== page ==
New York residents who rely on Uber to get around town may be interested in learning that on Feb. 20, the company's CEO instructed the chief human resources officer to look into claims of sexual harassment put forth by a former Uber engineer. The former engineer claimed in a blog that her manager used the company chat to proposition her.
Companies that engage in workplace discrimination have many targets, including pregnant women. Pregnant New York women who are a part of the workforce should learn about workplace discrimination tactics, which can sometimes be difficult to identify and prove.
New York readers may be interested to learn that Uber's CEO has ordered an "urgent investigation" after a former employee publicly accused the company of sexual harassment. The order came just hours after the employee published a blog post on Feb. 19 detailing the alleged discrimination.
According to the Equal Employment Opportunity Commission, disability discrimination claims increased in 2016, and it appears to be part of an overall trend. However, this may not be due to an actual increase in discrimination. It is possible that employees in New York and around the country may be likely to report discrimination. It could also be because of a small increase in employment for disabled people.
New York employees who notice something unethical or illegal going on at their workplace may want to alert the public about what they know. When an employee brings a concern to the public's attention, this is referred to as whistleblowing. Though whistleblowers may bring negative attention to their employer, they are legally protected from retaliation.
The Equal Employment Opportunity Commission stated that during its 2016 fiscal year, it had resolved 97,443 allegations of employment discrimination around the country. The agency also obtained over $482 million for individuals who were subject to some form of discrimination in local, state or federal government or private workplaces. The most frequent charges were those pertaining to racial bias, discrimination due to disability and retaliation by employers.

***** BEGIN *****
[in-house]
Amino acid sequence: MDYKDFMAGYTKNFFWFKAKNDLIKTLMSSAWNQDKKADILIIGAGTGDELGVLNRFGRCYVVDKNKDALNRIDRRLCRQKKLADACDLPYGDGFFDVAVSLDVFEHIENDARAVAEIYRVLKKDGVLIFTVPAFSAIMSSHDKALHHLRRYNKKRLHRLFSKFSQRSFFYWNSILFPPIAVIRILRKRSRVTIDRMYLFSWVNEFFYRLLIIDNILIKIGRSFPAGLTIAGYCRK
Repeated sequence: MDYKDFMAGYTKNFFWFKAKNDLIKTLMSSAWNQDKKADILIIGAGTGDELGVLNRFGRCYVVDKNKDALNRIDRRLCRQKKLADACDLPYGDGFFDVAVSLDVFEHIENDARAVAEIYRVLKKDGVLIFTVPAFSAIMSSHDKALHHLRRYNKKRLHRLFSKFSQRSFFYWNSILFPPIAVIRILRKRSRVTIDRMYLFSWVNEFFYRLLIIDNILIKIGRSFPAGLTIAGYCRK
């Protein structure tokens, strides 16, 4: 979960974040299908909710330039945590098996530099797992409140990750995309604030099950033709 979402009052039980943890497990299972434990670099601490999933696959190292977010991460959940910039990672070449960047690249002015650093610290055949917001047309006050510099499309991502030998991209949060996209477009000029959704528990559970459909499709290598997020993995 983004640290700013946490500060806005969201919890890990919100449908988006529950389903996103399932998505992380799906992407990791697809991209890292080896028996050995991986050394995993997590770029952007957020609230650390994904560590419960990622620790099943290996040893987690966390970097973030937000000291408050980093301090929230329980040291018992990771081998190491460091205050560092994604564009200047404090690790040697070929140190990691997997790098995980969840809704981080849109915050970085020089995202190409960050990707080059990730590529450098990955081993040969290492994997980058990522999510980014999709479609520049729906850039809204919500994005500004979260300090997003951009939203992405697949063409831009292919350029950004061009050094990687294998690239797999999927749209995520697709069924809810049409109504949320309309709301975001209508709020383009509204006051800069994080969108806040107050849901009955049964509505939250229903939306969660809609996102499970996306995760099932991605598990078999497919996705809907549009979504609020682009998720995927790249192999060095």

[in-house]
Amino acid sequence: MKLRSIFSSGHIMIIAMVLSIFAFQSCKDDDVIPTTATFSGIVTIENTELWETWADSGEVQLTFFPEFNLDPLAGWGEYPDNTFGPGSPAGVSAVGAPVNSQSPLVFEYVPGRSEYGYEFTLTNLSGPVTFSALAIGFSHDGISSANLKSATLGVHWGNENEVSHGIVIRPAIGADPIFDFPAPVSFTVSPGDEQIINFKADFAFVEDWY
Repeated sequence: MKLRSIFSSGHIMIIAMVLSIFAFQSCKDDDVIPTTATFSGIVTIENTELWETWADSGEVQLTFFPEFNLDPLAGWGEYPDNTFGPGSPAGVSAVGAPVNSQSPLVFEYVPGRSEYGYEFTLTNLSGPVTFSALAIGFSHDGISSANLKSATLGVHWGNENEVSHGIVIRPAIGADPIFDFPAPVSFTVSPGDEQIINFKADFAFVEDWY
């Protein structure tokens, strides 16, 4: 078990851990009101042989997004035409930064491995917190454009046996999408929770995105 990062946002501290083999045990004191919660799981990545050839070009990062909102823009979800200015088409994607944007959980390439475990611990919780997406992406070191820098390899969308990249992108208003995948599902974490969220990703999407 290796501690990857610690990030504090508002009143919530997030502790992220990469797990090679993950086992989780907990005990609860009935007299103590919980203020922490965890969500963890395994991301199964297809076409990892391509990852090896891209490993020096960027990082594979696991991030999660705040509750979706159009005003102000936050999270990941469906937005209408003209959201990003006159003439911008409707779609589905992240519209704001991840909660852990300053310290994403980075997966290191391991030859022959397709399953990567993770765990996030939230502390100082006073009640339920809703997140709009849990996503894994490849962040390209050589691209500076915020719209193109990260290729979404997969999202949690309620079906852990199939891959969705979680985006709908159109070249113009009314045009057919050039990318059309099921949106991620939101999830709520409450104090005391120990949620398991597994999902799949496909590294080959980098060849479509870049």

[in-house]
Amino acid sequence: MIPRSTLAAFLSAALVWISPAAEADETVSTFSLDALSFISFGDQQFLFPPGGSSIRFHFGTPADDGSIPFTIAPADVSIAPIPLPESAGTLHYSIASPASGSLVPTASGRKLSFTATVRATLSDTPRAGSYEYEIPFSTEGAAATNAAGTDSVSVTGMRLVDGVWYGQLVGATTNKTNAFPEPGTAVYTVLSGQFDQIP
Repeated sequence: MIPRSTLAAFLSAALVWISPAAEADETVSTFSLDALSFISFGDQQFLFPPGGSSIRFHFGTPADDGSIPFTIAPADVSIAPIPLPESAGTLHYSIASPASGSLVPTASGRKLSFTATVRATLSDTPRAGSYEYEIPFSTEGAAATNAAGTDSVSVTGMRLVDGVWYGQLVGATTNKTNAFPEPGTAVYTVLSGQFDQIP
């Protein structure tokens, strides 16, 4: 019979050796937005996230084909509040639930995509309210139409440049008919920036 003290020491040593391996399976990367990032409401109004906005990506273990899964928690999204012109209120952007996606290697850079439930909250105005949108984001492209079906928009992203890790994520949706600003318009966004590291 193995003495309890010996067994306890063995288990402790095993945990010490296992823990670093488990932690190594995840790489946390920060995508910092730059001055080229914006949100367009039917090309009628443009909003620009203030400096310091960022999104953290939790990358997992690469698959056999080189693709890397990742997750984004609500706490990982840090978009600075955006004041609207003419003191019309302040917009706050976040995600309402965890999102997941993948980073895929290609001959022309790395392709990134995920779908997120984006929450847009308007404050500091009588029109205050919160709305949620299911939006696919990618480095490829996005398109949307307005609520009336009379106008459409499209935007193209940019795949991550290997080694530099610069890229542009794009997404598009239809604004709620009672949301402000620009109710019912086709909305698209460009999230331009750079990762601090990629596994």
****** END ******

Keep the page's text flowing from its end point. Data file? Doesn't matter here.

New York workers who are not exempt must be compensated for overtime, but sometimes that right must be fought for in court. For example, the U.S. District Court for the Eastern District of Texas has ruled that a hospital chef has the right to go to trial over her claims of overtime and retaliation.
A recent appeals court decision could affect employees in New York who are pursuing compensation for violations of the Fair Labor Standards Act. The Fifth Circuit Court of Appeals found that a plaintiff in an FLSA claim could recover damages for emotional injuries caused by FLSA retaliation. The decision could make FLSA retaliation claims more expensive for employers to settle.
New York residents who have been following AT&T's acquisition of DirecTV may be interested to learn that AT&T's former content president filed a wrongful discrimination lawsuit against the company. In the lawsuit, he claimed that he was fired so that a discrimination lawsuit that had been filed against him would not affect the $48.5 billion merger.
New York residents who are part of the LGBTQ community sometimes face discrimination in the workplace. While Title VII of the Civil Rights Act bans workplace discrimination that is based on sex, the law does not specifically mention sexual orientation and gender identity discrimination. However, some courts choose to interpret sex discrimination to include those characteristics.